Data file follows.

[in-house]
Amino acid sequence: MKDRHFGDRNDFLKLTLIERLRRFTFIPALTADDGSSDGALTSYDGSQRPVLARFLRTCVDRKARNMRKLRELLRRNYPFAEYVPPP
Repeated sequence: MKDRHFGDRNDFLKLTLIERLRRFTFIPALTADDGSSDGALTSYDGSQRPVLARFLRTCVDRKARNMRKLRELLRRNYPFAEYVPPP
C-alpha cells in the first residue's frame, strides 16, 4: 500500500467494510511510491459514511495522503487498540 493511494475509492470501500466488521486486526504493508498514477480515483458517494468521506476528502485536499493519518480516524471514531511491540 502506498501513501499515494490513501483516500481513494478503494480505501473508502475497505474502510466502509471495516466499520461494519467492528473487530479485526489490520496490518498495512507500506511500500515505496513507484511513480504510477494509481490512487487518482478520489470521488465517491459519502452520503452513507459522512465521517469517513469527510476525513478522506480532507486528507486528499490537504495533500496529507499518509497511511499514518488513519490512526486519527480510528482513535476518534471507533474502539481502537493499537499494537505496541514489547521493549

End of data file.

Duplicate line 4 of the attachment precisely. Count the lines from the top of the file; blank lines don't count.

C-alpha cells in the first residue's frame, strides 16, 4: 500500500467494510511510491459514511495522503487498540 493511494475509492470501500466488521486486526504493508498514477480515483458517494468521506476528502485536499493519518480516524471514531511491540 502506498501513501499515494490513501483516500481513494478503494480505501473508502475497505474502510466502509471495516466499520461494519467492528473487530479485526489490520496490518498495512507500506511500500515505496513507484511513480504510477494509481490512487487518482478520489470521488465517491459519502452520503452513507459522512465521517469517513469527510476525513478522506480532507486528507486528499490537504495533500496529507499518509497511511499514518488513519490512526486519527480510528482513535476518534471507533474502539481502537493499537499494537505496541514489547521493549